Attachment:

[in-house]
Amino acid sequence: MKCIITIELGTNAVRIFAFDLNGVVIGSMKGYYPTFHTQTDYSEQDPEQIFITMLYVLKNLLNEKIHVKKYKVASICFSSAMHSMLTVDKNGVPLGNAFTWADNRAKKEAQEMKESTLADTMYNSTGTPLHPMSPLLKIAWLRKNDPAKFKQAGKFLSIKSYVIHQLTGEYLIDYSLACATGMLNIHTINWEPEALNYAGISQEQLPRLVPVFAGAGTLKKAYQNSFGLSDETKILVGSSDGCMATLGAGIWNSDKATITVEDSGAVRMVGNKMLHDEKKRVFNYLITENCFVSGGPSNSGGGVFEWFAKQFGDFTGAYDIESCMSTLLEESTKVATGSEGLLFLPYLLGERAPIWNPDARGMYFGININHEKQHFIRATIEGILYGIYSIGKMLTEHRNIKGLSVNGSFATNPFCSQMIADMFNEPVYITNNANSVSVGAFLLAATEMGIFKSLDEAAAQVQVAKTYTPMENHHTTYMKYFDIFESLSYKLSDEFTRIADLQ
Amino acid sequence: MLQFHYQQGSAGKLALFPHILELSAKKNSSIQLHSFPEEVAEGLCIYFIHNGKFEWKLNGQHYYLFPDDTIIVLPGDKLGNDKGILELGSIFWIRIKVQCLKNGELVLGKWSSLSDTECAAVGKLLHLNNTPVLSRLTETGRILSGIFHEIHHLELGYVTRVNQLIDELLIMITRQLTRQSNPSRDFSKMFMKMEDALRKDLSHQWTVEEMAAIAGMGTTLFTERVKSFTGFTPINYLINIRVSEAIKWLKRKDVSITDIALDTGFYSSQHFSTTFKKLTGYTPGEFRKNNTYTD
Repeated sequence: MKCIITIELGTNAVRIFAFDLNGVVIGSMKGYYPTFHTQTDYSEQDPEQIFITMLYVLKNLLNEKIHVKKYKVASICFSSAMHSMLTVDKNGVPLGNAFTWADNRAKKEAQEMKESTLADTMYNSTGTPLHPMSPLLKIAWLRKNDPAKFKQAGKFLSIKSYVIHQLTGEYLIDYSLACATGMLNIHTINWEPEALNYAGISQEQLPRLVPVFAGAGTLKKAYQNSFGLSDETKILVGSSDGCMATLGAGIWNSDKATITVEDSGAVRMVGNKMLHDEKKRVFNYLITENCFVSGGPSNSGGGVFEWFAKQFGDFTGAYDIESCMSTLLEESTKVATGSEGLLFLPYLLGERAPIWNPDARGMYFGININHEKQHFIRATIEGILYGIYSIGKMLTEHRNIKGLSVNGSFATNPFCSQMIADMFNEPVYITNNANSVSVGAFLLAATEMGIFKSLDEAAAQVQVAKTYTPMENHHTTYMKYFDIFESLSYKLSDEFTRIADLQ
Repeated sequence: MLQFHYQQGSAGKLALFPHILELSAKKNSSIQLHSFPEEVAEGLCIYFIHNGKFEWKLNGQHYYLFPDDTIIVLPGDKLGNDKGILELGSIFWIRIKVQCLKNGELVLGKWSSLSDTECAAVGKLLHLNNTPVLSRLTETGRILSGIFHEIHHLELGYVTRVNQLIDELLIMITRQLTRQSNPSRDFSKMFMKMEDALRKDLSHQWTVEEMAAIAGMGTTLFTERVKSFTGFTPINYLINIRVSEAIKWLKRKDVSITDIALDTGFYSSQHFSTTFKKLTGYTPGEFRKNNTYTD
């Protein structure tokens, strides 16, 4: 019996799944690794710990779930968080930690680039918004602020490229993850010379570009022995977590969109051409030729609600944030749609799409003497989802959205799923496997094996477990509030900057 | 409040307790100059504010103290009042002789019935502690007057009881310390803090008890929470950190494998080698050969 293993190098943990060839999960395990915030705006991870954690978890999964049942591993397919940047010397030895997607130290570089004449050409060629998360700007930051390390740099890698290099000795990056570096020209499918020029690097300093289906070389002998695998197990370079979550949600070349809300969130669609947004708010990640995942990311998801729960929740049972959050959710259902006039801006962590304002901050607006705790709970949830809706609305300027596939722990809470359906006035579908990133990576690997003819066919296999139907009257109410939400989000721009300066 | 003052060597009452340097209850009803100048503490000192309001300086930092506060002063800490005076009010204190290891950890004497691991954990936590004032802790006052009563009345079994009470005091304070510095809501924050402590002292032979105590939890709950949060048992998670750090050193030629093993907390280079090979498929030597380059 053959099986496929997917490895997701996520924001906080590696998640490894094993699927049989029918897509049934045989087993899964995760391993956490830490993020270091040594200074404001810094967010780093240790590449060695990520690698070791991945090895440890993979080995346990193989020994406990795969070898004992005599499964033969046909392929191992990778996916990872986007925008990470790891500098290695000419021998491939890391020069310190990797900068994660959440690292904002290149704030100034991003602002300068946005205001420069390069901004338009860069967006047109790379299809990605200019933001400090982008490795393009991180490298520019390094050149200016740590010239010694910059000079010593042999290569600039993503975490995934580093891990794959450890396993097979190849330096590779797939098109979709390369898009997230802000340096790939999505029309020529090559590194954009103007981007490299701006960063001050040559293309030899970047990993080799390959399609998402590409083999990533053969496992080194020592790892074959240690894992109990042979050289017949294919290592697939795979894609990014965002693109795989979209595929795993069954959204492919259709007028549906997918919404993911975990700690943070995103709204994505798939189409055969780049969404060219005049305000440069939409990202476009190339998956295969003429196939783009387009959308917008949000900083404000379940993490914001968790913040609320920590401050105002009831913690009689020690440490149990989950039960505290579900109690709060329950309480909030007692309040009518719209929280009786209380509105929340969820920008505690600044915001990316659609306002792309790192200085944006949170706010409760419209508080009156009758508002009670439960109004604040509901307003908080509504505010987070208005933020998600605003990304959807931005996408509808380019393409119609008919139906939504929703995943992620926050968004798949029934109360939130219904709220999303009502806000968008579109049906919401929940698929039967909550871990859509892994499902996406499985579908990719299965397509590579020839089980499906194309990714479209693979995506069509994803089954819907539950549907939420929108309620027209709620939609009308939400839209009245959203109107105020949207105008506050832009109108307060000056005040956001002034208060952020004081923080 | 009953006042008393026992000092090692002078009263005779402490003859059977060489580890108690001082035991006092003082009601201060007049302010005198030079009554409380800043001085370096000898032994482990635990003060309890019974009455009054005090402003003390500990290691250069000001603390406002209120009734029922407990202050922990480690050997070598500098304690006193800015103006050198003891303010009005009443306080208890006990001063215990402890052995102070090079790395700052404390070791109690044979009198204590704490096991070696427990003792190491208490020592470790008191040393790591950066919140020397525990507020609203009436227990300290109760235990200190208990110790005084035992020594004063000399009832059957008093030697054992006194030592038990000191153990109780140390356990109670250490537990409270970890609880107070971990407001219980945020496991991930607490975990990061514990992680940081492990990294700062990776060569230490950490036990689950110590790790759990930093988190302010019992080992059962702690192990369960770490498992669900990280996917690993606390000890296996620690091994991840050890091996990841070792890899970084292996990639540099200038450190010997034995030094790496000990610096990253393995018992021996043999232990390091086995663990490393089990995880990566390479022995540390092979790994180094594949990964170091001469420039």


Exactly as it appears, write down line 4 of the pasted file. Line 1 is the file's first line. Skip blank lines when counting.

Repeated sequence: MKCIITIELGTNAVRIFAFDLNGVVIGSMKGYYPTFHTQTDYSEQDPEQIFITMLYVLKNLLNEKIHVKKYKVASICFSSAMHSMLTVDKNGVPLGNAFTWADNRAKKEAQEMKESTLADTMYNSTGTPLHPMSPLLKIAWLRKNDPAKFKQAGKFLSIKSYVIHQLTGEYLIDYSLACATGMLNIHTINWEPEALNYAGISQEQLPRLVPVFAGAGTLKKAYQNSFGLSDETKILVGSSDGCMATLGAGIWNSDKATITVEDSGAVRMVGNKMLHDEKKRVFNYLITENCFVSGGPSNSGGGVFEWFAKQFGDFTGAYDIESCMSTLLEESTKVATGSEGLLFLPYLLGERAPIWNPDARGMYFGININHEKQHFIRATIEGILYGIYSIGKMLTEHRNIKGLSVNGSFATNPFCSQMIADMFNEPVYITNNANSVSVGAFLLAATEMGIFKSLDEAAAQVQVAKTYTPMENHHTTYMKYFDIFESLSYKLSDEFTRIADLQ